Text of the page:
Papain

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Papain
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Papain from Carica papaya
Identifiers
Symbol?
PDB1PPP
Other data
EC number3.4.22.2

Papain is a cysteine protease (EC 3.4.22.2) hydrolase enzyme present in papaya (Carica papaya) and mountain papaya (Vasconcellea cundinamarcensis).

Structure

It consists of 212[1] amino acids stabilised by 3 disulfide bridges. Its 3D structure consists of 2 distinct structural domains with a cleft between them. This cleft contains the active site, which contains a catalytic triad that has been likened to that of chymotrypsin. Its catalytic triad is made up of 3 amino acids - cysteine-25 (from which it gets its classification), histidine-159, and asparagine-158.

Function

The mechanism by which it breaks peptide bonds involves deprotonation of Cys-25 by His-159. Asn-158 helps to orient the imidazole ring of His-159 to allow this deprotonation to take place. Cys-25 then performs a nucleophilic attack on the carbonyl carbon of a peptide backbone. This frees the amino terminal of the peptide, and forms a covalent acyl-enzyme intermediate. The enzyme is then deacylated by a water molecule, and releases the carboxy terminal portion of the peptide. In immunology, papain is known to cleave the Fc (crystallisable) portion of immunoglobulins (antibodies) from the Fab (antigen-binding) portion.

Uses

Its utility is in breaking down the tough meat fibers and has been utilized for thousands of years in its native South America. It is sold as a component in powdered meat tenderizer available in most supermarkets. Papain, in the form of a meat tenderizer such as Adolph's, made into a paste with water, is also a home remedy treatment for jellyfish, bee, yellow jacket (wasps) stings and possibly stingray wounds, breaking down the protein toxins in the venom. It is also the main ingredient in Stop Itch and Stop Itch Plus, a DermaTech Laboratories first aid cream popular in Australia.

Papain is used to dissociate cells in the first step of cell culture preparations. A 10 minute treatment of small tissue pieces (less than 1 mm cubed) will allow papain to begin breaking down the extracellular matrix molecules holding the cells together. After 10 minutes, the tissue should be treated with a protease inhibitor solution to stop the protease action (if left untreated papain's activity will lead to complete lysis of the cells). The tissue must then be triturated (passed quickly up and down through a Pasteur pipette) in order to break up the pieces of tissue into a single cell suspension.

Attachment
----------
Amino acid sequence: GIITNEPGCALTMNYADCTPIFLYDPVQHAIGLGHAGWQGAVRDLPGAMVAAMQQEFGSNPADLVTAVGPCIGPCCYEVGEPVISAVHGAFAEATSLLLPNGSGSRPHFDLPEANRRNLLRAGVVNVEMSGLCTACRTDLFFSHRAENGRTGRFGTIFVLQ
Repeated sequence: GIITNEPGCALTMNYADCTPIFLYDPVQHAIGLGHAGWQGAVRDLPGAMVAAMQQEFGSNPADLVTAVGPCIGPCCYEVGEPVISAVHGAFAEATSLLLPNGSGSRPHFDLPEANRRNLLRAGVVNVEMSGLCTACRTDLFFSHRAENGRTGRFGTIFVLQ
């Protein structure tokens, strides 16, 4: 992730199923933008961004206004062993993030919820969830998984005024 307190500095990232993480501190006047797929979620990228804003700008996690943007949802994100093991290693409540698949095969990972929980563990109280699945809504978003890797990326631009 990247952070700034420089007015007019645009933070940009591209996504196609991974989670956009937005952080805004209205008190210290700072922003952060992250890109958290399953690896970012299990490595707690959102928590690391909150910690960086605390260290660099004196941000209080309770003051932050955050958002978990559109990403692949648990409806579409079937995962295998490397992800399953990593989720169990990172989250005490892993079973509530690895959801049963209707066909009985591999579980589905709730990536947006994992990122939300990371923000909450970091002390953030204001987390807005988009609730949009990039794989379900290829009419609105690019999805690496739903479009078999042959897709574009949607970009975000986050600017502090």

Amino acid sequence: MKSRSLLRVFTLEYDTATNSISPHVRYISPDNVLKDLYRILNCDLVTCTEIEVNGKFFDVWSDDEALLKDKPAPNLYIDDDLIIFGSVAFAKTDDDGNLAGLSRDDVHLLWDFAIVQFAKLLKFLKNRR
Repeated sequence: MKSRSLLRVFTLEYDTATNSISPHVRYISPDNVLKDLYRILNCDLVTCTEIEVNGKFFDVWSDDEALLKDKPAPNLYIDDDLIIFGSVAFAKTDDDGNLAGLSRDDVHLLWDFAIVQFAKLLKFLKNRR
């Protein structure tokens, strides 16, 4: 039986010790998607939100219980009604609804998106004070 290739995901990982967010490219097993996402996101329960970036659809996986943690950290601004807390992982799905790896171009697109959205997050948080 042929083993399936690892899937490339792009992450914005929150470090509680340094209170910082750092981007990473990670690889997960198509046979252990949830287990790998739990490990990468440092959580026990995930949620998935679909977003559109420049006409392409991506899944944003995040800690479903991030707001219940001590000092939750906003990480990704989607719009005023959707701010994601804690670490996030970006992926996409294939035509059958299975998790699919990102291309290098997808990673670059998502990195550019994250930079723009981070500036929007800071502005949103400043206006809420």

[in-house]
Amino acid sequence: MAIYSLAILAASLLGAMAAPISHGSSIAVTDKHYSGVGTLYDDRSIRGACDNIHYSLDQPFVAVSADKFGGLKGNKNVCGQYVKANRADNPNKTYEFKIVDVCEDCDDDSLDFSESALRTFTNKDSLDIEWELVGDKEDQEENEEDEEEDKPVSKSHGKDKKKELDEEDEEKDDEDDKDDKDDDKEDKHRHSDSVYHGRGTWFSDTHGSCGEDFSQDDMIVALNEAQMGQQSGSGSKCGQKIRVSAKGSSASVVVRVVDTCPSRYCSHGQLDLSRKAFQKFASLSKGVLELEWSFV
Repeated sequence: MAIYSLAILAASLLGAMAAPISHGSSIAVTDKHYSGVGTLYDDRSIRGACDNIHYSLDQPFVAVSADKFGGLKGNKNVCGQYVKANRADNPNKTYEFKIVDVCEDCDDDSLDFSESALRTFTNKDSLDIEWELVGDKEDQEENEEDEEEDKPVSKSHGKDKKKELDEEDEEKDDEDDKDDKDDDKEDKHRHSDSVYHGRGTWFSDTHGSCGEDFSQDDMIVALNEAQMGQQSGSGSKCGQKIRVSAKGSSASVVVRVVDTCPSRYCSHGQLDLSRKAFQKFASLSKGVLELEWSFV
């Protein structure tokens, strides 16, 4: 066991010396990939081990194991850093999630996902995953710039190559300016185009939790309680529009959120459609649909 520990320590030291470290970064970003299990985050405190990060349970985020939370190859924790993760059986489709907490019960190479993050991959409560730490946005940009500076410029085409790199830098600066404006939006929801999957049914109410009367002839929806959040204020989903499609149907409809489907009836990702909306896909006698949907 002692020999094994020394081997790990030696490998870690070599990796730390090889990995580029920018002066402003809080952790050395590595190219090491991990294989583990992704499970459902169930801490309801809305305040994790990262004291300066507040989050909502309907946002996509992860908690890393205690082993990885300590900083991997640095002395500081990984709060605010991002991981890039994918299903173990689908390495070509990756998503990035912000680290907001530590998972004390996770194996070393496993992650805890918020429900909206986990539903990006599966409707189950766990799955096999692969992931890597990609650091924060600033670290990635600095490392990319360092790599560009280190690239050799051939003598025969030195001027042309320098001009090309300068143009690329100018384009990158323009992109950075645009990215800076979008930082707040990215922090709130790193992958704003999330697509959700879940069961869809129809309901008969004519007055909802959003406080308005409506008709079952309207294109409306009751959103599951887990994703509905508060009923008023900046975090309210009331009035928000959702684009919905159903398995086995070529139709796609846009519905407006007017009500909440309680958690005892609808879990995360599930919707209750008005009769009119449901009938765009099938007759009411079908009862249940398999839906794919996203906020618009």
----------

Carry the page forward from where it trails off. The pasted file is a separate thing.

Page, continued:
It is also used as an ingredient in various enzymatic debriding preparations, notably Accuzyme. These are used in the care of some chronic wounds to clean up dead tissue.

It can also be found as an ingredient in some toothpastes or mints as teeth-whitener. Its whitening effect in toothpastes and mints however is minimal, because the papain is present in low concentrations, and will be quickly diluted by saliva. It would take several months of using the whitening product to have noticeably whiter teeth.

Immunoglobulins

An antibody digested by papain yields three fragments, two 50 kDa Fab fragments and one 50kDa Fc fragment.

antibody


The agents are not approved by the FDA, and according to the latest FDA position/policy papers these products are not legally marketed.

Production

Papain is usually produced as a crude, dried material by collecting the latex from the fruit of the papaya tree. The latex is collected after scoring the neck of the fruit where it may either dry on the fruit or drip into a container. This latex is then further dried. It is now classified as a dried, crude material. A purification step is necessary to remove contaminating substances. This purification consists of the solubilization and extraction of the active papain enzyme system through a government registered process. This purified papain may be supplied as powder or as liquid.

External links

References

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